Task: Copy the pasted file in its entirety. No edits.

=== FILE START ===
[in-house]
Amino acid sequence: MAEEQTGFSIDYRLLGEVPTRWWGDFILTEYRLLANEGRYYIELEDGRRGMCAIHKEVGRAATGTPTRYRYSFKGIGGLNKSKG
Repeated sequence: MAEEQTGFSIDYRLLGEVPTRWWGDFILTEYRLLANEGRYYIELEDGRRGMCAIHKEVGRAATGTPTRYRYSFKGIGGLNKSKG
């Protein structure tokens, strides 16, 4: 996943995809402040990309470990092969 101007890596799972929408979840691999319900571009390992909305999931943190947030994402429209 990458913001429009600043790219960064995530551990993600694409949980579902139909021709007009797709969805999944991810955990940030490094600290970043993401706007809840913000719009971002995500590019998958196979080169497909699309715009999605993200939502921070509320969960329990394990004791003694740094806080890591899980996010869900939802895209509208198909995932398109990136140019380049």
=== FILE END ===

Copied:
[in-house]
Amino acid sequence: MAEEQTGFSIDYRLLGEVPTRWWGDFILTEYRLLANEGRYYIELEDGRRGMCAIHKEVGRAATGTPTRYRYSFKGIGGLNKSKG
Repeated sequence: MAEEQTGFSIDYRLLGEVPTRWWGDFILTEYRLLANEGRYYIELEDGRRGMCAIHKEVGRAATGTPTRYRYSFKGIGGLNKSKG
């Protein structure tokens, strides 16, 4: 996943995809402040990309470990092969 101007890596799972929408979840691999319900571009390992909305999931943190947030994402429209 990458913001429009600043790219960064995530551990993600694409949980579902139909021709007009797709969805999944991810955990940030490094600290970043993401706007809840913000719009971002995500590019998958196979080169497909699309715009999605993200939502921070509320969960329990394990004791003694740094806080890591899980996010869900939802895209509208198909995932398109990136140019380049």